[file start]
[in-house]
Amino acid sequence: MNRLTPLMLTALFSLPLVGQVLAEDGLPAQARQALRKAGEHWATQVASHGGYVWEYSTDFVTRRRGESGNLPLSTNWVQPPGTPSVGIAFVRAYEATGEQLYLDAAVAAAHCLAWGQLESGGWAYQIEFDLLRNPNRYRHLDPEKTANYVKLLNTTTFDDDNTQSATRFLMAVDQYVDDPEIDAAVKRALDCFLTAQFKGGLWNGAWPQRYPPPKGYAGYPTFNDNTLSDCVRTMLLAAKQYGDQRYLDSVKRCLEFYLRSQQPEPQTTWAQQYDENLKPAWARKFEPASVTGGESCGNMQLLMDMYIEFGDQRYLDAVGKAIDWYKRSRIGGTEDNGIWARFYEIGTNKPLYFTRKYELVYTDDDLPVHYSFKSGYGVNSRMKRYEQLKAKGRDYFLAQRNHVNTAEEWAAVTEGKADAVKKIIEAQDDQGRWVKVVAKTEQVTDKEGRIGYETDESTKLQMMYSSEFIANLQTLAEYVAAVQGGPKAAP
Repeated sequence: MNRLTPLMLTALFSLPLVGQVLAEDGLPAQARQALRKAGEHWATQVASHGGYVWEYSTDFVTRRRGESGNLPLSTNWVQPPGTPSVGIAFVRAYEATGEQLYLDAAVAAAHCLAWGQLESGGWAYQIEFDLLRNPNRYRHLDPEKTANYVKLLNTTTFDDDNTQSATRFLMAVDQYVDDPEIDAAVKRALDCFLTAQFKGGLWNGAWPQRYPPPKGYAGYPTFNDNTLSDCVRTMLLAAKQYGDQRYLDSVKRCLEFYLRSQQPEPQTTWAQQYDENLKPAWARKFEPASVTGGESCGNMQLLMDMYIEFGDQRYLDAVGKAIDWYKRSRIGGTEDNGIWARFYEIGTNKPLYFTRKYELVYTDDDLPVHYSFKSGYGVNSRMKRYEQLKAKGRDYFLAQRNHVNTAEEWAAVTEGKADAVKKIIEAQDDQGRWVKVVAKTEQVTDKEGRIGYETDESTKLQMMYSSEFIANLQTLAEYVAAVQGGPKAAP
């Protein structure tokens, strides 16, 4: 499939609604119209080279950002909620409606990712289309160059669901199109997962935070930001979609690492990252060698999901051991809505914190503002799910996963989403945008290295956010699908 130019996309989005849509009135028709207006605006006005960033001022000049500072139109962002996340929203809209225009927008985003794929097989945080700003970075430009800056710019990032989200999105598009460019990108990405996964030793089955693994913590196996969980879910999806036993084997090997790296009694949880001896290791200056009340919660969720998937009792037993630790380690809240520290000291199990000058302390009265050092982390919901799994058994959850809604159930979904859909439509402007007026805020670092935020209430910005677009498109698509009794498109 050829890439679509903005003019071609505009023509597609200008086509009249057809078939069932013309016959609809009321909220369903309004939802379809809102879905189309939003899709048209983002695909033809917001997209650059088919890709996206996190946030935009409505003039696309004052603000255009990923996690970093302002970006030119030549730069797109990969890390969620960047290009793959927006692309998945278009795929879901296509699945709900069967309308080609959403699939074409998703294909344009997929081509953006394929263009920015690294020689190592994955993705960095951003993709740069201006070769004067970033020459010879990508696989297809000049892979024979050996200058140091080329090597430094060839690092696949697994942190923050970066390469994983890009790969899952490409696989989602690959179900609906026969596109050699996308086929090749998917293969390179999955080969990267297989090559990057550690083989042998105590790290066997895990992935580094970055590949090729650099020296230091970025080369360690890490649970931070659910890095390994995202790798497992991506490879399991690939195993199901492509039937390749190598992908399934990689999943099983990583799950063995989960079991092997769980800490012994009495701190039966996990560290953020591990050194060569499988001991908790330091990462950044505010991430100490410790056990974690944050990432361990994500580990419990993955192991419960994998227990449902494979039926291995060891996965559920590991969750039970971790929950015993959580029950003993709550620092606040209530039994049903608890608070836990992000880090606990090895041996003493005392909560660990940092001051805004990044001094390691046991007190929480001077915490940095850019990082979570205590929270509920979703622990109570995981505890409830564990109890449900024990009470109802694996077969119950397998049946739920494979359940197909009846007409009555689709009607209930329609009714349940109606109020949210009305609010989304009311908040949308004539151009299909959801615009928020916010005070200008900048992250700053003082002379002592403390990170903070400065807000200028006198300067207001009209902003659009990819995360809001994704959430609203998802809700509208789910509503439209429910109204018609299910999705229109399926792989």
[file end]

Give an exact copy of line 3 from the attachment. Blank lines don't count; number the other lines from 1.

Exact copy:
Repeated sequence: MNRLTPLMLTALFSLPLVGQVLAEDGLPAQARQALRKAGEHWATQVASHGGYVWEYSTDFVTRRRGESGNLPLSTNWVQPPGTPSVGIAFVRAYEATGEQLYLDAAVAAAHCLAWGQLESGGWAYQIEFDLLRNPNRYRHLDPEKTANYVKLLNTTTFDDDNTQSATRFLMAVDQYVDDPEIDAAVKRALDCFLTAQFKGGLWNGAWPQRYPPPKGYAGYPTFNDNTLSDCVRTMLLAAKQYGDQRYLDSVKRCLEFYLRSQQPEPQTTWAQQYDENLKPAWARKFEPASVTGGESCGNMQLLMDMYIEFGDQRYLDAVGKAIDWYKRSRIGGTEDNGIWARFYEIGTNKPLYFTRKYELVYTDDDLPVHYSFKSGYGVNSRMKRYEQLKAKGRDYFLAQRNHVNTAEEWAAVTEGKADAVKKIIEAQDDQGRWVKVVAKTEQVTDKEGRIGYETDESTKLQMMYSSEFIANLQTLAEYVAAVQGGPKAAP